The National Highway Traffic Safety Administration (NHTSA) lists a number of Ideas for classroom activities that educate about safely walking and biking to school. Visit the NHTSA Safe Routes to School Classroom Activities website to see the complete list of activities. Some of our favorite classroom activities are listed below!
The Melon Drop: A Lesson to Promote Helmet Use
Materials: 2 ripe melons, 2 helmets, clean up supplies!
Looking for a dramatic demo for your next group talk to kids? So was Dr. Hal Fenner of the Snell Foundation. He has tested various melons for dropping to the floor, one in a helmet and the other bare. Hal has concluded that the best melon is a not-too-ripe honeydew. Pumpkins can be better, but finding head-sized ones is difficult.
Take your helmets to the grocery to find the right size honeydew. Shaking the melon tells you which is ripe—you can hear the seeds rattle in ripe honeydew, so avoid the noisy ones. Draw smiley faces, or one smiley and one pffffft face on the melons.
Hold the helmeted and unhelmeted melons out to your sides, one in each hand, and tip your hands toward the audience to drop them in unison. The unhelmeted honeydew will smash. Whee. The helmet on the other melon will last for three drops, and then split on the fourth one, still preventing the melon from smashing. Hal reports that the kids are impressed, and you have their attention right away. (Source)
The Traffic Safety Game Show (Grades 4 and 5)
Materials: Large game set up with props (cars/trucks, people, and squeaky mascot who demonstrates the maneuver in question) or question sheets that can tacked or taped to a wall or bulletin board and the props mentioned above.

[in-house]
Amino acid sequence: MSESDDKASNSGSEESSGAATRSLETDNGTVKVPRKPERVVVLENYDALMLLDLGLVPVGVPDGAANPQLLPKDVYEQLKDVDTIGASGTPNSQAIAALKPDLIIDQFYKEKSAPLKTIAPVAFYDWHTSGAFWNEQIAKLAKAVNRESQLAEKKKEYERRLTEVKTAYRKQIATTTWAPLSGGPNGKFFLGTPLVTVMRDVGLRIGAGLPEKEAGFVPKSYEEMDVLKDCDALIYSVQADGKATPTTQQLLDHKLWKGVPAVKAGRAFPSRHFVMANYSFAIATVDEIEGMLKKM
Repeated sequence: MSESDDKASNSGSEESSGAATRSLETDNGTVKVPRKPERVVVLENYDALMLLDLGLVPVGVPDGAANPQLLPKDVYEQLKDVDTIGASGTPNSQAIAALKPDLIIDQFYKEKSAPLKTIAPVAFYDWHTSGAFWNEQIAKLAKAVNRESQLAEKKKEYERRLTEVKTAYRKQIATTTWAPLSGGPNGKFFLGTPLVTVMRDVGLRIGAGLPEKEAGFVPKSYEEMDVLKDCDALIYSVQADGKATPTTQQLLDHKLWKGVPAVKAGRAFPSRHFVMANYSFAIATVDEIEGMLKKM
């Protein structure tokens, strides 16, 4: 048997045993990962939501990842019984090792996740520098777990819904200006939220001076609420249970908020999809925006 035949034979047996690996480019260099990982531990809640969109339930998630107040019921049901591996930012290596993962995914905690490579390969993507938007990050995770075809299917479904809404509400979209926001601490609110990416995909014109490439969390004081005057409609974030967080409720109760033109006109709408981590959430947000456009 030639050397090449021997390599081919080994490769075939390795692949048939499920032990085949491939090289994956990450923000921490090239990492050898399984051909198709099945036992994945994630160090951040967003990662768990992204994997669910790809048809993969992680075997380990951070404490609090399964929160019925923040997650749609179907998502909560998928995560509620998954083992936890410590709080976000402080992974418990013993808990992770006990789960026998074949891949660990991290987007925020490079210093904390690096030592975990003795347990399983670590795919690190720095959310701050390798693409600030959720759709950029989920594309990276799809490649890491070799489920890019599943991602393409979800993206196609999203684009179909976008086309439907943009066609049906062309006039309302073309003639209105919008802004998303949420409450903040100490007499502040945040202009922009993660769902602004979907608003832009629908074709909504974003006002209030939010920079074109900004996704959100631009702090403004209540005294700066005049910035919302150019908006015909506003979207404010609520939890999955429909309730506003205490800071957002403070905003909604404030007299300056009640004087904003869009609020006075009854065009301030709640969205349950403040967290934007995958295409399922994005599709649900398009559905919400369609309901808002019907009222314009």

This activity is based on the TV game show Jeopardy, with four different categories: Walk this Way, Rules of the Road, Safe Cycling and Celebrity Cyclists. Questions cover safe walking and biking behavior, traffic laws and cyclists who serve as role models.
Objective: To have the class answer questions about safe behavior, laws and rules for walking and bicycling. The object of the game is not which team scores the maximum points but how many students can ultimately answer all the questions correctly! (Source)
How Do We Get from Place to Place
The maps in the Library of Congress’ Transportation and Communication collection document the development of national, state, and local transportation and communication systems. Transportation maps include railways, roads, canals, river systems and even cycling routes. Communication maps illustrate telephone systems, telegraph routes and radio coverage. Studying these maps can help students understand the impact of communication and travel on America’s social and economic development. Also check out The Library of Congress’ Zoom into Maps Presentation.
Alternative Fuels Used in Transportation (Grades 5-8)
Curriculum: Science, Chemistry, Physics, Economics, Marketing, Math, Social Studies
Gasoline is the most commonly used fuel for transportation; however, there are multiple alternative fuels that are making their way to the market. These alternative fuels include propane, natural gas, electric hybrids, hydrogen fuel cells, and bio-diesel. Students will probably have heard of some of these alternative fuels, but they may not understand how and why they are better then ordinary gasoline. The projects included in this lesson are designed to give students the opportunity to create their own investigation and test alternative fuels to discover how they influence transportation. The projects included will fit easily with regular classroom lessons surrounding scientific inquiry and the scientific method.